Virtual Bourgeois

Just An Analog Guy Trying to Upgrade For a Digital World

The Real Meaning of Thanksgiving

Posted by Gerald on November 19, 2007

Contrary to popular belief, the purpose of celebrating Thanksgiving is not to provide an opportunity to watch football while staving off a turkey-induced coma – that is its function, not its purpose.

The purpose is also not to celebrate the survival of one otherwise rather insignificant group of New England settlers. We aren’t descended from those people. If we all were they couldn’t have their pansy little elitist club.

Also, oddly enough, the purpose is not to provide us with an opportunity to reflect upon that for which we are truly thankful (fold hands and cast down eyes.)  If the purpose of this holiday is to really celebrate our thankfulness for having this country, we should do so by going out and waving our genitals at the first Native American we can find.  Dancing on Indian gravesites would also be appropriate.  We are expressing out thanks for having pulled off the robbery of the millennium.  Thank you God for allowing the Indians to all die of smallpox so we could wipe out the remnants and steal their land.  God Bless Us and Screw Them.

No.  The real purpose of celebrating Thanksgiving is to tell ourselves the biggest lie in the history of this nation.

This is the lie that says we are all a happy union of people who peacefully came together to share the bounty of the land.  The iconographic celebration represented by the somewhat subservient looking Indians giving food to the Pilgrims (in a seeming act of tribute) and then sharing the meal is a lie meant to comfort us that we aren’t the beneficiaries of a massive act of genocidal plunder.  It also acts to mask other things, like the enslavement of Africans and the brutality practiced upon each wave of subsequent immigrants right down to the present day.  The lie says all are welcome as we come together in this New World.  The reality has been surrender or die.

This is also the day when we hear the most about a “melting pot” that is supposed to symbolize our society.  In a melting pot, all differences are destroyed to create homogeneity.  This was an idea made by the same Nativists who built our immigration laws and structured the reservation system.  They said (and say, thank you Tom Tancredo) that you can come here only if you are willing to become American – meaning adopting the values of White Anglo-Saxon Protestants and learning and speaking English only.  You are to be melted into the majority.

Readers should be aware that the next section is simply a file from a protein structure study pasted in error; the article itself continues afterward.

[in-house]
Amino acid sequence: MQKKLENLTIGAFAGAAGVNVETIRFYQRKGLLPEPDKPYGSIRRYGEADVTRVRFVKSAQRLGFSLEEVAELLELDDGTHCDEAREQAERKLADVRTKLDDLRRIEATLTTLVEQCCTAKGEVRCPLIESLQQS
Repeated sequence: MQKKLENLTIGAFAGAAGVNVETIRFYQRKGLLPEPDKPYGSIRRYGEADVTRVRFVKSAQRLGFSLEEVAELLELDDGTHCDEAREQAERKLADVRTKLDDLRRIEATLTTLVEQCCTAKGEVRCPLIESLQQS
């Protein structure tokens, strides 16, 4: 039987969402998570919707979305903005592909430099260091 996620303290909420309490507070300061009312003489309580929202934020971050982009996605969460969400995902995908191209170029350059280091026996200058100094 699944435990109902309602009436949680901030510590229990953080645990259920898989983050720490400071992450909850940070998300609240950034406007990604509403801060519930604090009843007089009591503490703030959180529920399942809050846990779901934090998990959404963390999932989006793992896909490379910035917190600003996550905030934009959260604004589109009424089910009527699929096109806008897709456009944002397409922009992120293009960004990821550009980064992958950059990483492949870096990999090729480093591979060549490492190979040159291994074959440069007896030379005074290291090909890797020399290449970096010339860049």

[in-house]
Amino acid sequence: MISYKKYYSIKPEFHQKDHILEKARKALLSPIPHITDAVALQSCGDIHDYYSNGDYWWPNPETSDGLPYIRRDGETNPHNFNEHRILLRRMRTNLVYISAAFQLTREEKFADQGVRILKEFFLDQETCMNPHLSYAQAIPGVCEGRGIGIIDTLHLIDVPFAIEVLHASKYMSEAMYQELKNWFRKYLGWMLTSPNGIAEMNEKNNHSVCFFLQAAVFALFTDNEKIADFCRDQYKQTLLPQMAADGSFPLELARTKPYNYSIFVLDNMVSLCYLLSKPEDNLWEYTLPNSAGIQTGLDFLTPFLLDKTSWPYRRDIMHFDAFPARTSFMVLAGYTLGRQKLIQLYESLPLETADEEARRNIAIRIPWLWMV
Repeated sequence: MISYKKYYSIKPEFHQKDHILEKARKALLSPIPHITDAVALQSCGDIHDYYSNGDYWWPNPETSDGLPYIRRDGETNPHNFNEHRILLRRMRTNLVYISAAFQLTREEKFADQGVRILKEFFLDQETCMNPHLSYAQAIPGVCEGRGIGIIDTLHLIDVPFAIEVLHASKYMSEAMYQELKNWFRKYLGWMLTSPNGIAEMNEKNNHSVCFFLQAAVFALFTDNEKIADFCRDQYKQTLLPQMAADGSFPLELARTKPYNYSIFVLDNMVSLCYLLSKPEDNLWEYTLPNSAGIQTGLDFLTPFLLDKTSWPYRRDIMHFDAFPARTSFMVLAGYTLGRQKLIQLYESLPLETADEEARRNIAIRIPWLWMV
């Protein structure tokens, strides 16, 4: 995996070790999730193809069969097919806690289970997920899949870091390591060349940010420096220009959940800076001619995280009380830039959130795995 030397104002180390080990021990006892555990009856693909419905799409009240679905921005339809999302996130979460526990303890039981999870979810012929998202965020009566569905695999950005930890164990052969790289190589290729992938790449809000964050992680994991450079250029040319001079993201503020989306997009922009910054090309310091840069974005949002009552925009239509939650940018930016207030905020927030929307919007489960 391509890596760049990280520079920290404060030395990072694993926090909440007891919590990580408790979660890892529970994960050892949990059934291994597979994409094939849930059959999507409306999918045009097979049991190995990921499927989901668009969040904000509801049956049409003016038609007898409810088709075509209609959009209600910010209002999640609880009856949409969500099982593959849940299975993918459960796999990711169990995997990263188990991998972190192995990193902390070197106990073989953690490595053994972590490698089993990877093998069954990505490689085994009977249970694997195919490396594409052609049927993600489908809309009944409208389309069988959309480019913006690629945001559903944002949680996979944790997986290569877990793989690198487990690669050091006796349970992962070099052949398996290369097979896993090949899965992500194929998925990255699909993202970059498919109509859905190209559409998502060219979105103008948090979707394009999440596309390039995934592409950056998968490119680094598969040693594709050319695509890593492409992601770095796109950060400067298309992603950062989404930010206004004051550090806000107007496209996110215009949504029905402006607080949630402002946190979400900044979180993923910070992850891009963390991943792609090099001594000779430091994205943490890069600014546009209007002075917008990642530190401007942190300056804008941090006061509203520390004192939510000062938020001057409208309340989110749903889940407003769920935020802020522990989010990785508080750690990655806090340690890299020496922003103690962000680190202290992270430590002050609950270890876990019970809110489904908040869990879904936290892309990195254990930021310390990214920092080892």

Thanksgiving needs to change.  It should become an American version of Yom Kippur – a national day of atonement.  We could begin by begging the forgiveness of the Native Americans, and then move on to the slaves, the immigrants, the impoverished workers, in fact everyone whose exploitation has built this country.  In the process we might discover that almost everyone owes an apology to almost everyone.  Maybe on that basis we could make some things more right.  Maybe we could start to create something not built upon mutual exploitation.

That would be worth giving thanks for.

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5 Responses to “The Real Meaning of Thanksgiving”

  1. bridgett said

    Instead of the National Day of Mourning and Remembrance — which is sort of what you suggest needs to happen, and has been commemorated in American Indian communitites since 1970

    http://en.wikipedia.org/wiki/National_Day_of_Mourning_(United_States)

    the House of Representatives this year are trying to do this:

    http://www.indiancountry.com/content.cfm?id=1096416133

    You know, us Negative Nellies might point out that they’re trying to make Black Friday (when no one is in school) an educational
    opportunitiy to teach American Indian history….

  2. Gerald said

    How can you be so cynical? I’m sure that lots of public schools are going to take time out from teaching skills for standardized tests to celebrate this day during one of their holidays. You aren’t suggesting the Federal government would be taking a largely empty and symbolic action, would you?

    I’m not surprised that what I suggested isn’t an original idea. I wrote this in plain rant mode after seeing what our college posted as “Thanksgiving Facts” in the campus news sheet (turkey trivia, etc…). My colleague posted it on the bulletin board near our office with “Arrgghhh” in big red letters. I felt I had to elucidate further.

    Still, I’m going over to eat bird with Steve (from Semeiotikos) and his wife and Mom on The Day, so I guess that makes me the biggest hypocrite of all.

  3. bridgett said

    NC is a big poultry producing state. I can understand the turkey-centrism. We’re staying in NY and, like always, watching the Macy’s Parade on TV. Gigantic feasts and football games are nice, but Big Bird over Manhattan is necessary. And then we’ll spend the
    rest of the weekend hunkered down, buying nothing despite the klaxon blasts every ten minutes that are trying to trigger
    our hoarding instinct.

  4. imfunny2 said

    I’ve always wondered how Native Americans handle this day…

    Glad that there are folks out there trying to de-mythologize the day.

  5. Idetrorce said

    very interesting, but I don’t agree with you
    Idetrorce

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